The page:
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1876 - California oil industry born as CSO No. 4 in Pico Canyon becomes state's first commercially productive oil well [story]


Let's Go Outside | Commentary by Evelyne Vandersande
| Thursday, Feb 7, 2013

evelynevandersande_mugIts blood is used in witchcraft. You will die if one flies over your head. It is a bad omen. It is really a ghost, not a bird.

All of this is superstition – but throughout history, the barn owl has had a spooky reputation.

Its white face and its fixed black eyes staring at you can be intimidating.

Because they often nest in abandoned buildings, I can only imagine the scary situation of finding oneself face-to-face in the dark with a barn owl.

People’s imaginations have run full-speed, fueled by fear and misconception.

Let’s find out a few things about the barn owl. It is a beautiful and striking creature.

It does not have ear tufts, as many owls do, and it has sharp black eyes. The owl cannot move its eyes; it must turn its head to see to the sides or back.

Photos courtesy of Placerita Canyon Nature Center Associates

Photos: Placerita Canyon Nature Center Associates

It is an owl that does not “hoot.” Rather, the sound it makes is more like a hiss or a shriek. It also clicks its beak loudly when disturbed or nervous.

I once had an interesting adventure: I was walking my dog at night when I heard a clicking sound close by. I thought for a moment it was the sound of a sprinkler going on, when a white bird flew just over my head from the thick conifer it was perched on. A barn owl! It was clicking its beak to tell me to stay away. As I am alive and well, you can drop the superstition right away.

When you see them in flight, the underbelly is quite white, and the male is whiter than the female. The rest of the plumage is a mixture of dark brown, light brown and some yellow.

As you can see, it is a  beautiful bird. The plumage is thick, and it is a good-sized bird (from 12 to 15 inches tall), but it is not heavy. It weight only about a pound. Most of its heft is feathers. The wing span is from 39 to 49 inches.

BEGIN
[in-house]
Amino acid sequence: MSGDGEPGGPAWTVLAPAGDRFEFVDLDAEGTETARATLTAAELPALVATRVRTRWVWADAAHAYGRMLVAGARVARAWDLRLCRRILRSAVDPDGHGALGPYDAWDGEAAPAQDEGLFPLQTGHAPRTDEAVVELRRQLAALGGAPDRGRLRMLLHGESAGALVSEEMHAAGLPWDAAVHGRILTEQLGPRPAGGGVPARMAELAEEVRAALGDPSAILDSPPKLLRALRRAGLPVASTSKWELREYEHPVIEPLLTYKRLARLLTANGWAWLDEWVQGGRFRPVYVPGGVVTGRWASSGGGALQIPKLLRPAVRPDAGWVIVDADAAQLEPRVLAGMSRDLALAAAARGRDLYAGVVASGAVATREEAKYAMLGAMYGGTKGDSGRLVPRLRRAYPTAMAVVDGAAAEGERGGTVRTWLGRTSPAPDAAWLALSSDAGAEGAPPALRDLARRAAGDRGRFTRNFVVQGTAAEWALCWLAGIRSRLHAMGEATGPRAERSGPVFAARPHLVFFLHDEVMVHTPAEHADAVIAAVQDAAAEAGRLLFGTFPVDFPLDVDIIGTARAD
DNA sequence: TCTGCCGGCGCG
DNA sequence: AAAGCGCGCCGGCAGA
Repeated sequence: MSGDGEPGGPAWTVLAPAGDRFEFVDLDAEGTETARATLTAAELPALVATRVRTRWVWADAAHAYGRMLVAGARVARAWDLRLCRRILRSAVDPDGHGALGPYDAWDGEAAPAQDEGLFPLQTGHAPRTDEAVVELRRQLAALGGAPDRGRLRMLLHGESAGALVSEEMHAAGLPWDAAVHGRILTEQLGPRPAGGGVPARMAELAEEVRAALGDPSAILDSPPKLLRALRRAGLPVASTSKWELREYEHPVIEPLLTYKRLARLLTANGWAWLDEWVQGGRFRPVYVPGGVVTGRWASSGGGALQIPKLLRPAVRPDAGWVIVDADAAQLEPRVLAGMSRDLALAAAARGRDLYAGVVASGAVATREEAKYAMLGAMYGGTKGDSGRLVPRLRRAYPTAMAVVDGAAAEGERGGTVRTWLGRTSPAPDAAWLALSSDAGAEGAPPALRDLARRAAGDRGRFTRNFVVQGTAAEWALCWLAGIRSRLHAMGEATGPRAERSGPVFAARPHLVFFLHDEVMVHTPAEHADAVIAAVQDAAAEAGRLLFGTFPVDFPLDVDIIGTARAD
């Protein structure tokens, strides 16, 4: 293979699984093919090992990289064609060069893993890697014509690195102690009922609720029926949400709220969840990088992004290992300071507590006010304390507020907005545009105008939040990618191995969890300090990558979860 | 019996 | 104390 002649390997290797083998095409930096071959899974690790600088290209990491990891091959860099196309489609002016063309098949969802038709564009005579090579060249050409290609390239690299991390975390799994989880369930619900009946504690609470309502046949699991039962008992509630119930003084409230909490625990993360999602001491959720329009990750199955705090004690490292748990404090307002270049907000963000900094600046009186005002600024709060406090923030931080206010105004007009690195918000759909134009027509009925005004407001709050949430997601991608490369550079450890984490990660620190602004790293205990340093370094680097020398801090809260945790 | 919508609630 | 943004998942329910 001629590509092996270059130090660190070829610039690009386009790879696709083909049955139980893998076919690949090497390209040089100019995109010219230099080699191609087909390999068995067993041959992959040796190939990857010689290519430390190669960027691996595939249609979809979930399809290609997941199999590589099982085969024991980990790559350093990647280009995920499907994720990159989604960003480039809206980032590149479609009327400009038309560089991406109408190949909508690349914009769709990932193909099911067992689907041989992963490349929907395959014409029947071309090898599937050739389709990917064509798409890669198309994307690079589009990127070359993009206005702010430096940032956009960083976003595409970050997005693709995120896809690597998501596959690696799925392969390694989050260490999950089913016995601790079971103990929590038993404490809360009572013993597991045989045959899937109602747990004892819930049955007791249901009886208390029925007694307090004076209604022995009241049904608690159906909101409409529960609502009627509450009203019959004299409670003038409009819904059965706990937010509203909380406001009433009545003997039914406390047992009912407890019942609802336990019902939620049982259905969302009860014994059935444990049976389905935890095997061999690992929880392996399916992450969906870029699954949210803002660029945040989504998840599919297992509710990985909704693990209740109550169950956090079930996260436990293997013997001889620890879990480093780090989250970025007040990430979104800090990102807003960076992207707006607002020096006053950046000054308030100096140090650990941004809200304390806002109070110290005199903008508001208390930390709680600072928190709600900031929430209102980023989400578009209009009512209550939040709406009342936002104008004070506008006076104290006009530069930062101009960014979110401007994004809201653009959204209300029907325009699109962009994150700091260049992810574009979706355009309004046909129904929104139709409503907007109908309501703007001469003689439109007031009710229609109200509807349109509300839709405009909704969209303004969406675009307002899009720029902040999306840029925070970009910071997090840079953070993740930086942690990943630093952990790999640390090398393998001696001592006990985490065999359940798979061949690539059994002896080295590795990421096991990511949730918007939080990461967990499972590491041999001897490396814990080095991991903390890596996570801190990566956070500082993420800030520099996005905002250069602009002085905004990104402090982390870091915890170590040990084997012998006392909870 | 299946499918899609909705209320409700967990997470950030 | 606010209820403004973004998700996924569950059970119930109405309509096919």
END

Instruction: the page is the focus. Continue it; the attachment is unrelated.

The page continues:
How do they hunt? Their plumage consists of a lot of down feathers that hide the sound of their flight, so their prey (and you) cannot hear them coming. They catch their prey off guard, scooping it up with sharp talons. They catch mice, squirrels, reptiles and small birds, swallowing them whole.

Barn owls have two stomachs, one for the food they are going to process and another for the food they are going to digest. The digestive juices separate the nutritious food from the stuff they cannot digest, such as bone, fur and nails. The meat goes down into the second stomach, but the stuff they cannot digest gets squeezed into an owl pellet inside the first stomach. The owl spits out the owl pellet and the process starts all over again.

Owl pellets are interesting. When you open one, you can see from the bones and fur what types of animals the owl has been eating. It always makes a good science project for kids and adults.

There is something special about the barn owl and its hunting abilities. This is the only animal in the entire animal kingdom that can catch its prey by sound alone. Experiments have been done in a lab in total darkness where the situation could be monitored.

hopi020413aOwls usually hunt by night. Many owls have ears placed in slightly different positions on each side of their head. They determine which direction the prey is, based upon the time required for the sound to reach each ear. The intensity of the sound tells them the proximity of their prey. If the sound is coming from above, it will seem louder to the ear with the higher opening, so the owl can find its prey easily. If the sound is loud in both ears, the owl knows the prey is right in front of it.

This is an adaptation you will find in many owls, but other types are still not as accurate as the barn owl. The facial dish (the white face) acts as a reflector to channel sounds to its ears, and that helps even more with the barn owl’s hunting ability.

Love story? The barn owl mates for life, but they have a short life span and mate only once or twice. (Both good news and bad news.)

What and where is the nest? They use cavities – in trees and even in abandoned buildings. This is where the barn owl’s name comes from. An old barn was the perfect place for them, because they do not build a nest. They look for a dark and quiet place.

They lay five to seven eggs, with one laid every four to six days. The female incubates the eggs right away, starting when the first egg is laid. That means the eggs will hatch in the same order as they were laid. The first babies will be stronger and larger than the younger ones, so the older ones have a better chance for survival.

The male does most of the hunting and feeding. Mom stays with the babies. The eggs are incubated for 29 to 34 days.

owl020413bThe babies are comical to see when they become “toddlers.” As babies, they are just one big puff of down, fluffy all over. As they grow a bit, they start to develop feathers on their wings and tail and the down recedes – but the down stays thick on top of their head for the longest time. This makes them look like they are wearing a white hat made of down.

Many factors have contributed to the decline of the species, and the change of land use is only one of them. Not so much foraging habitat is left, and there aren’t too many barns around Santa Clarita these days.

If you want a close look at a barn owl, come to the animal show on Saturdays at 1 p.m. at Placerita Canyon Nature Center. There you will meet Catori and learn how she came to the center.

 

Evelyne Vandersande has been a docent at Placerita Canyon Nature Center for 27 years. She lives in Newhall.

 

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